DALLAS — Missouri played in the Cotton Bowl just six years ago, but much has changed in Dallas since then.
The bowl game is no longer played at the venerable Cotton Bowl stadium, but rather it is played at North America’s most luxurious football venue. Some call it the “Jerry Dome” (after its creator, Dallas Cowboys owner Jerry Jones). Some call it the “Death Star,” thanks to its relative likeness to the ominous space station in "Star Wars."
No. 8 Missouri Tigers vs. No. 13 Oklahoma State Cowboys
WHEN: 7 p.m. CT Friday
WHERE: AT&T (Cowboys) Stadium — Arlington, Texas
No matter the nickname, AT&T Stadium is quite the site. The futuristic sports hub looms over the Dallas suburb of Arlington. It is home to the five-time Super Bowl-champion Cowboys, but it has also been the Cotton Bowl site since 2010.
The game, which brought in 87,025 attendees last January out of a possible 105,000, is on perhaps the biggest stage of any non-BCS bowl. The stadium’s trademark 160-foot wide hanging Jumbotron is the most obvious proof that everything is bigger in Texas.
When Missouri players ran around the artificial turf field on Monday, they couldn’t look away from the giant video boards. A team crushed with disappointment after December’s Southeastern Conference Championship was perfectly smitten with its new destination.
“If you’re not in the national championship,” Gary Pinkel said to his team the day after the Cotton Bowl announcement, “this is where you want to be.’”
Despite all of this newfangled technology, the Cotton Bowl is one of the most tradition-filled college football games of the year. Friday will be the 78th annual game, and the Tigers will be looking to add their own signature pawprint to the contest.
Here are five of the Cotton Bowl’s most memorable moments:
5. Temple limps to the finish
The 2007 game between Missouri and Arkansas was billed as an offensive battle, with Arkansas running backs Darren McFadden (a Heisman finalist) and Felix Jones expected to steal the show on the ground.
Tigers redshirt junior Tony Temple racked up 159 yards and two touchdowns in the first half of an eventual Tigers' 38-7 blowout, but he injured his hamstring in the third quarter and would’ve missed the rest of the game if coach Gary Pinkel hadn’t realized Temple was just 24 yards away from the Cotton Bowl record (Dicky Maegle, 265).
In the final run of his college career, Temple half-ran, half-limped through the Razorbacks defense for a 40-yard touchdown to set the new bowl record with 281 yards on the ground. His teammates helped carry him off the field when it was clear he couldn’t make it on his own, and the victory celebration was officially on with little more than eight minutes left.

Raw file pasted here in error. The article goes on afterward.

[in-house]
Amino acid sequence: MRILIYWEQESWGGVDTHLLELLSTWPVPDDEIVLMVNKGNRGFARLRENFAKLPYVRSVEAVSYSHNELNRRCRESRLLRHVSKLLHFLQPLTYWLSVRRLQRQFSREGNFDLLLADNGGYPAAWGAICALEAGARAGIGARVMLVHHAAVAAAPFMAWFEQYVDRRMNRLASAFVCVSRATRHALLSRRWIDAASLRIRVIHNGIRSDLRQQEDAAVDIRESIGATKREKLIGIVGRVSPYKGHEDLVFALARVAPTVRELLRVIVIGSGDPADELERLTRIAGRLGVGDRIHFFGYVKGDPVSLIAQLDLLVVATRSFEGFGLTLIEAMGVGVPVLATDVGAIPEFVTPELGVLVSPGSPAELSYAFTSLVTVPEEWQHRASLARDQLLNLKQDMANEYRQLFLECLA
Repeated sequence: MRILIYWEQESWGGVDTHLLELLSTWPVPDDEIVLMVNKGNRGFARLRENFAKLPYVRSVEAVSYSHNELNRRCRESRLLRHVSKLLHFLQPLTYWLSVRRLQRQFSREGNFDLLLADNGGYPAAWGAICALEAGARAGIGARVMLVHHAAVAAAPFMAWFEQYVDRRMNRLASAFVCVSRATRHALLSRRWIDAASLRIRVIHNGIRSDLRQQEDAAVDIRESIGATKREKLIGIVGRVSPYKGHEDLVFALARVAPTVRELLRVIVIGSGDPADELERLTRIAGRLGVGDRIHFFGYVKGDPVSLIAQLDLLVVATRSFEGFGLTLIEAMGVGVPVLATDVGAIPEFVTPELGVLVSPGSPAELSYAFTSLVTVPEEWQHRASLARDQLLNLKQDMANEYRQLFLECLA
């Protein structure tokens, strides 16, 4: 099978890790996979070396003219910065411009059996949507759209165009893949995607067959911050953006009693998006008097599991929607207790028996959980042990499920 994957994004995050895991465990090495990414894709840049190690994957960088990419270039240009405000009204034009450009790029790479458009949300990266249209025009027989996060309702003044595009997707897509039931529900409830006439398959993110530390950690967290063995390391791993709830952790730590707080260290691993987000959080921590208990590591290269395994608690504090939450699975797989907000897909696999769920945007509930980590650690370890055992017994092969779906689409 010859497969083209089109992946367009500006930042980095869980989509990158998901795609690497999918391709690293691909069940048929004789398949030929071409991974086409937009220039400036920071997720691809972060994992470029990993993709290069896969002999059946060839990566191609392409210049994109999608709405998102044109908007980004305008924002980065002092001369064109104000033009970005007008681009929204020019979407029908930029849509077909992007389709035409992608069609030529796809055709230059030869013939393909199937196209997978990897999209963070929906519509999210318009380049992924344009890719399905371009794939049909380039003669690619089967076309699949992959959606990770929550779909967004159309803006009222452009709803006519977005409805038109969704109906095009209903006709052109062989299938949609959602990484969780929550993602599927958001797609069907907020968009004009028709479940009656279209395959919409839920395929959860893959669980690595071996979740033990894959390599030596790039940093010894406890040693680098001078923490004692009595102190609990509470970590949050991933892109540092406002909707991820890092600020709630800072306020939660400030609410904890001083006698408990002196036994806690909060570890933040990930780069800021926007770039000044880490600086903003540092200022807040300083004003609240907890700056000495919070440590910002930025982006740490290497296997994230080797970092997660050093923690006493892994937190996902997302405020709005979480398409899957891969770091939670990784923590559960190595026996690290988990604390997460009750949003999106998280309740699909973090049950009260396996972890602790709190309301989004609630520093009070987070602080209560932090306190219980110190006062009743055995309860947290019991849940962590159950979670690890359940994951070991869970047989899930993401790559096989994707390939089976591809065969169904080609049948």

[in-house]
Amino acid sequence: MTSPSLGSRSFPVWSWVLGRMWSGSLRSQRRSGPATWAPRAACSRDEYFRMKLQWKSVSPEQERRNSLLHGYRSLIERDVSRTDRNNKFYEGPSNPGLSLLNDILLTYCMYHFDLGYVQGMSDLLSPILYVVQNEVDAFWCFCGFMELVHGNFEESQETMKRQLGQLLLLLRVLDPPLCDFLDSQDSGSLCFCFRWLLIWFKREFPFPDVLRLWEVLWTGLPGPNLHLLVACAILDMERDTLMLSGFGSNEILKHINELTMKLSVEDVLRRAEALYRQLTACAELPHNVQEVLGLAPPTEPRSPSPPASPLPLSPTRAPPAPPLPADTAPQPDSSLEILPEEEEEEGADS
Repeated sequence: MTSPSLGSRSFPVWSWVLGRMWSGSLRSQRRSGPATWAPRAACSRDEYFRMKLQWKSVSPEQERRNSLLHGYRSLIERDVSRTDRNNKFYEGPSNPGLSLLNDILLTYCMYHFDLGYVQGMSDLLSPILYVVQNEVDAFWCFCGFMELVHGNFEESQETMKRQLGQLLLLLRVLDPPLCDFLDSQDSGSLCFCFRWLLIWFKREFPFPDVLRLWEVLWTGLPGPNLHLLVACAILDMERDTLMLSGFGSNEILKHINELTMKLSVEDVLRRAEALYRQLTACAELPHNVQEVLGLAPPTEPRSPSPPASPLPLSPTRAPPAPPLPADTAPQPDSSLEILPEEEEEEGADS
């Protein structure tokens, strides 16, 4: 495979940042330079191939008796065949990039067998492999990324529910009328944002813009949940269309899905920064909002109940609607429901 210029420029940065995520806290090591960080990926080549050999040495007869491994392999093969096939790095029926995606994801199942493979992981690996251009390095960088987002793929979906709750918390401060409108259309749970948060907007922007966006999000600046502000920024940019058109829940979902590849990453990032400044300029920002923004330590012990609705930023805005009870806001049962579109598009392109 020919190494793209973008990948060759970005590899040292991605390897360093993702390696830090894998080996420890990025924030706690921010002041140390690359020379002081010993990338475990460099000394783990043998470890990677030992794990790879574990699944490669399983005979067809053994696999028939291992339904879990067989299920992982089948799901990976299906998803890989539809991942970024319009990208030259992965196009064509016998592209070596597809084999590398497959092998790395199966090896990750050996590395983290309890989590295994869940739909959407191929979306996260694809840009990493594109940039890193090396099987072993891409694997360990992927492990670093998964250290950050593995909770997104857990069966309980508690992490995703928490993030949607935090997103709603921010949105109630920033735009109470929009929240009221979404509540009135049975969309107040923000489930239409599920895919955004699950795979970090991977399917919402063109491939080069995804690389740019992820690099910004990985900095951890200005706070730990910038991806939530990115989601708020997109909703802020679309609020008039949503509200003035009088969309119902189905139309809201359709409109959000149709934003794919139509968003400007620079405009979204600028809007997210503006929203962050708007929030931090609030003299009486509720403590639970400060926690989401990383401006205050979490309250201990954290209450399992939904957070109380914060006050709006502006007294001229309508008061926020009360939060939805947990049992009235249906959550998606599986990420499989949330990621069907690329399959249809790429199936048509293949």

4. Layne wins it “all by himself”
Texas quarterback Bobby Layne would go on to be named to the 1950s NFL decade team and inducted into the pro football hall of fame, but his college career at Texas was also spectacular.
Perhaps his finest moment wearing a Longhorns uniform came against Missouri in the 1946 Cotton Bowl. The 19-year-old quarterback ran for four touchdowns, threw two more and successfully attempted four out of five extra points.
“The eyes of Texas were proudly focused Wednesday upon 19 year old Bobby Layne,” stated the Milwaukee Journal-Sentinel the next day. “The kid who won a football game all by himself."
3. Bryant lifts Stallings after upset
Long before Johnny Manziel and Nick Saban, the Texas A&M Aggies and Alabama Crimson Tide played a classic at the Cotton Bowl in 1968.
The No. 8 Tide, led by Bear Bryant, appeared to be a mismatch for Gene Stallings (a Bryant disciple at A&M) and the unranked Aggies. The back and forth contest featured a surprising pass-heavy game plan by A&M and out-of-character moments from the Tide, including one big play during which Alabama only had 10 men on the defense.
After a scoreless fourth quarter, the Aggies emerged victorious, and the legendary Bryant greeted Stallings by lifting him off the ground, a gesture that will forever be etched in bowl lore.
2. Alabama stops Dicky Maegle — sort of
Before Tony Temple’s record rushing day, Dicky Maegle was the holder of the Cotton Bowl’s single-game rushing record with 265 yards.
One run in particular was quickly legendary. With Maegle’s Rice offense backed up on its own five-yard-line, he took the handoff and broke free from the Tide defense. As he neared midfield, Alabama’s Tommy Lewis made the tackle. Problem was, Lewis wasn’t on the field at the beginning of the play. In fact, he had jumped off the bench and ran around teammates on the sideline to make the illegal play.
The referees awarded Maegle with a 95-yard touchdown, and Rice went on to win 28-6. The play still stands as the longest in Cotton Bowl history.
1. Montana caps off comeback for the ages
Thanks to an ice storm in Dallas, the windchill during the 1979 game was minus-six degrees. Houston owned the first three quarters, and Notre Dame quarterback Joe Montana was held out for most of the third quarter with a subnormal body temperature.
But Montana returned in the fourth and began chipping away at a 34-12 deficit. After the Irish returned a blocked punt for a touchdown with 7:25 left, Montana completed the two-point conversion. Then, he ran in a 2-yard score and completed another two-pointer with 4:15 left.
Down 34-28, the Irish got the ball one more time. With the ball on the Houston 8-yard-line and no time remaining, Montana fired the winning touchdown to Kris Haines, and Notre Dame pulled off the incredible comeback in the greatest Cotton Bowl game to date.